FRANK (drugs)

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FRANK is a national drug education service jointly established by the Department of Health and Home Office of the British government in 2003.[1][2] It is intended to reduce the use of both legal and illegal drugs by providing "targeted" and "accurate" information on drugs and alcohol, particularly to school pupils.[3] It is advertised and promoted through television,[4] radio[5] and the internet.[6][7]

Services[edit]

FRANK provides the following services for people who seek information and/or advice about drugs:[8]

Brain Warehouse[edit]

Talk To frank produced a short film during 2007, titled 'Brain Warehouse', which Follows 10 teenage boys and girls who are using different drugs, shows the good and the bad side to drugs, featuring Kirsty Leigh Porter, Russell De Razario, Kola Gbadamasi, Anushka Engineer, Lucy Guazzelli, thomas-james fisher, William Varley,Anthony Hunter, Fiona-Jayne Kelloway, Cody Ben, Hannah Cliffs, Jo Gemma, Eric Prince and Miriam Ahmed.

Produced by RSA Films [9]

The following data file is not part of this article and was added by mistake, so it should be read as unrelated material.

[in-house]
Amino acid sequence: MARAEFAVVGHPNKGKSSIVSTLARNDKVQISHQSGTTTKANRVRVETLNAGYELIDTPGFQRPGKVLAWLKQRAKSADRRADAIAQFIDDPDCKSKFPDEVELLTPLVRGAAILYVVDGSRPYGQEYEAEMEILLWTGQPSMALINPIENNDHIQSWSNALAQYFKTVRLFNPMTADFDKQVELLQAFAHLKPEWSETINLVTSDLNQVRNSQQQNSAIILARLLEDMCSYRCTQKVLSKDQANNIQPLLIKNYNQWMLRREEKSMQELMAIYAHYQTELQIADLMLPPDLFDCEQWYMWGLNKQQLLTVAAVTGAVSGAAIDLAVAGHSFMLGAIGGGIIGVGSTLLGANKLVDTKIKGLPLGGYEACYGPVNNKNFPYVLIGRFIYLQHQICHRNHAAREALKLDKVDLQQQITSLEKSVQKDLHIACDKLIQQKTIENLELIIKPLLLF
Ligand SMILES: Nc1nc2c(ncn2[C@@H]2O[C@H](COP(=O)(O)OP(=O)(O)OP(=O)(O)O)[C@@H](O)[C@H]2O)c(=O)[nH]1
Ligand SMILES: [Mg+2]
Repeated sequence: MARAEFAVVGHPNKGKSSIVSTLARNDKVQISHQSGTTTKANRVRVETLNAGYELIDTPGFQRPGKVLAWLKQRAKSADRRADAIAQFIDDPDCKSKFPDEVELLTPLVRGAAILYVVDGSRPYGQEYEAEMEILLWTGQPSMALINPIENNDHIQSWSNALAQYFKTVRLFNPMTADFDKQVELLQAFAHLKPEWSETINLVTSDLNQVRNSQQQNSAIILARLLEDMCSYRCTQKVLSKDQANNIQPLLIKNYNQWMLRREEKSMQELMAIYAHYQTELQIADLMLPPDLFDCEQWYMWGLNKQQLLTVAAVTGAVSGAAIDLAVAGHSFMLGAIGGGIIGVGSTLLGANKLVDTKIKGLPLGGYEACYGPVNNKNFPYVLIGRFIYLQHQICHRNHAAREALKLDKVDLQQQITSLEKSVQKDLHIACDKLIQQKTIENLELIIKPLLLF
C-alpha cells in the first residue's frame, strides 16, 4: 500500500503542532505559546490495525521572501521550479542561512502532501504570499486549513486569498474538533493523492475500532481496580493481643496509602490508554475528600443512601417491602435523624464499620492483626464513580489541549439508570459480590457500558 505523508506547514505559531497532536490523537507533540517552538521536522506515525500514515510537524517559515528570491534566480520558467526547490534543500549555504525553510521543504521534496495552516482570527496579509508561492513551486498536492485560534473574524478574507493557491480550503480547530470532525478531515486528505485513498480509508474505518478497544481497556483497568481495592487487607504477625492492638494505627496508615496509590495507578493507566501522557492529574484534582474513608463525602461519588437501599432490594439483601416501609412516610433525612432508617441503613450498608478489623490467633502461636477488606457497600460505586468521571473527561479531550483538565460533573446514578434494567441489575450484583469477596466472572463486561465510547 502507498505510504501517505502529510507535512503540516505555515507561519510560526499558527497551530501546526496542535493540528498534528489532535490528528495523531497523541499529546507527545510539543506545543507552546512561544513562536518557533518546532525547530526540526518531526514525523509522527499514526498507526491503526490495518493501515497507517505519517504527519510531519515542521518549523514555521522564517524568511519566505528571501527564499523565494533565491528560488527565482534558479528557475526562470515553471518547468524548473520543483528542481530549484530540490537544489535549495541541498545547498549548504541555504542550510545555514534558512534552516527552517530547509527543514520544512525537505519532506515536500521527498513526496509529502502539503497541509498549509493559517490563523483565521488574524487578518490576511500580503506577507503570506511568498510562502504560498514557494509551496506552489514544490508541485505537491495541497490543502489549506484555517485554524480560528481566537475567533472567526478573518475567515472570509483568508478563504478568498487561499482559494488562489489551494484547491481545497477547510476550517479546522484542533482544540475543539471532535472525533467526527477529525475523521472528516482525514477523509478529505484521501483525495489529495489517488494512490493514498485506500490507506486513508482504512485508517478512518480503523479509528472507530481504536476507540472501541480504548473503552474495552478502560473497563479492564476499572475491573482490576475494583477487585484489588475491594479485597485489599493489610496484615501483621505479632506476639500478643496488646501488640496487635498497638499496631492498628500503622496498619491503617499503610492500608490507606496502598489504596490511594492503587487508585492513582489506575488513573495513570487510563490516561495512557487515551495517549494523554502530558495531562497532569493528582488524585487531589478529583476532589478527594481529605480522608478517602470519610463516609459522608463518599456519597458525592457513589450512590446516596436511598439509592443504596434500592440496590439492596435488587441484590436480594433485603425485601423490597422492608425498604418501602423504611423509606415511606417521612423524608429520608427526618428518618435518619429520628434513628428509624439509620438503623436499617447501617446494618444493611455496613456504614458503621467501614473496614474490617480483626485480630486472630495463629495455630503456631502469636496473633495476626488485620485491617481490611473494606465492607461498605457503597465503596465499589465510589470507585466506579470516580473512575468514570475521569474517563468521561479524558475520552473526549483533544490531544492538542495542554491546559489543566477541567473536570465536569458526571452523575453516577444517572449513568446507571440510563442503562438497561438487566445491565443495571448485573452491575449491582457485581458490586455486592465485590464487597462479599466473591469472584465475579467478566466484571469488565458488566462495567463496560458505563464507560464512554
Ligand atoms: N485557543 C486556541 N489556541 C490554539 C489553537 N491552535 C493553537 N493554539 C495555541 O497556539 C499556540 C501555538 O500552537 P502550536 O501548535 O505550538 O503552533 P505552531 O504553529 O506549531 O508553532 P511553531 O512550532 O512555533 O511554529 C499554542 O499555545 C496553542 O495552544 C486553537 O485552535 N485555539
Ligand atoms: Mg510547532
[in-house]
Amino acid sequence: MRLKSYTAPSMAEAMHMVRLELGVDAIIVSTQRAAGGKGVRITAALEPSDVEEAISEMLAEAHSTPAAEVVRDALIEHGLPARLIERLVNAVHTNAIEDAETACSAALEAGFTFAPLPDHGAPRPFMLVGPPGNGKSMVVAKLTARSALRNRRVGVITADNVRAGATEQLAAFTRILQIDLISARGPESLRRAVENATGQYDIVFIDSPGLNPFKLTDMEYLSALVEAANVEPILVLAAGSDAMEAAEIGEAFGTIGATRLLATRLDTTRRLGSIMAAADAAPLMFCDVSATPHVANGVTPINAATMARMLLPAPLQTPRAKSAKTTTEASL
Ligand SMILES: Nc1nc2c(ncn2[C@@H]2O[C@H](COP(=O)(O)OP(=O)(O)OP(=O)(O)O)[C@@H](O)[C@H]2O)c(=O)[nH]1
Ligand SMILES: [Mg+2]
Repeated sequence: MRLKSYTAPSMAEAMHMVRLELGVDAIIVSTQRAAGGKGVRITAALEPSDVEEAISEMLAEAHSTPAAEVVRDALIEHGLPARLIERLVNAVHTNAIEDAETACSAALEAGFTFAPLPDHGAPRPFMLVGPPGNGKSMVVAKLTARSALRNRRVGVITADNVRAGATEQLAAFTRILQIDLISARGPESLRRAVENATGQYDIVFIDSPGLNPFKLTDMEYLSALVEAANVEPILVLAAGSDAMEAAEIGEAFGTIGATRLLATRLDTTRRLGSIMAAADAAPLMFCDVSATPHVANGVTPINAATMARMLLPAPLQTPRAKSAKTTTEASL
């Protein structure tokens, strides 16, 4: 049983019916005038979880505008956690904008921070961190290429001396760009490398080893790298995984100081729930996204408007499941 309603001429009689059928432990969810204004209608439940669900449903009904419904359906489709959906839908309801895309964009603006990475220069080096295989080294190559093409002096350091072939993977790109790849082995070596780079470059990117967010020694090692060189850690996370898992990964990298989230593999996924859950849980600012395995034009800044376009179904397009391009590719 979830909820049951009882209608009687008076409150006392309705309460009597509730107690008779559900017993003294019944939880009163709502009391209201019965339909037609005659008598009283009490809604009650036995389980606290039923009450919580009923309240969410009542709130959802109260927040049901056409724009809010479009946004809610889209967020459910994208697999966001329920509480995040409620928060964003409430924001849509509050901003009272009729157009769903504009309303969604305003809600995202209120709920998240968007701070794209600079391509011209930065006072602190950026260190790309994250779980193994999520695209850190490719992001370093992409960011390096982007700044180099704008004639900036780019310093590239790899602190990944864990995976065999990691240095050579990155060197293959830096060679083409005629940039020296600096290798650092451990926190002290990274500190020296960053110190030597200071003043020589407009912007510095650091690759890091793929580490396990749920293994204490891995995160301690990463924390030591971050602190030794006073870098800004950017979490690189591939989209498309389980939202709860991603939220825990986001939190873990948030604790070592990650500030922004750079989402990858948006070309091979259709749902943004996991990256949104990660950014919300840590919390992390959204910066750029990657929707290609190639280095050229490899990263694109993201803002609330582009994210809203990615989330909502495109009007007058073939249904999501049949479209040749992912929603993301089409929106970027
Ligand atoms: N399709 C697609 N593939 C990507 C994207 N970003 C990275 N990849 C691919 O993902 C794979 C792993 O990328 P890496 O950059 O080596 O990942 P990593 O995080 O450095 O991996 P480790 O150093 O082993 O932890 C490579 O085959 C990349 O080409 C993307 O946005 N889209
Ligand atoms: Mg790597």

Criticism[edit]

FRANK has been accused of presenting false and misleading information about drugs. One example occurred in 2007 when the site had to remove an article entitled "Cannabis Explained" after several groups (some of which advocate the decriminalisation of cannabis use) pointed out errors in the information presented.[10][11] The Transform Drug Policy Foundation criticised FRANK's campaign on cocaine on the basis that the harms it depicted are a result of legal prohibition rather than the drug itself.[12]

The Conservative MP Iain Duncan Smith criticised FRANK and drug education more generally in a February 2010 speech, arguing that "Drugs education programmes, such as Talk to Frank, have failed on prevention and intervention, instead progressively focussing on harm reduction and risk minimisation, which can be counter-productive."[13] The Centre for Social Justice, a think tank set up by Iain Duncan Smith, further argued in a December 2010 paper that FRANK "has proved ineffectual and even damaging, to the point of giving information as to the ‘cost’ and immediate physical effects of drugs more prominently than driving home the danger."[14]

References[edit]

External links[edit]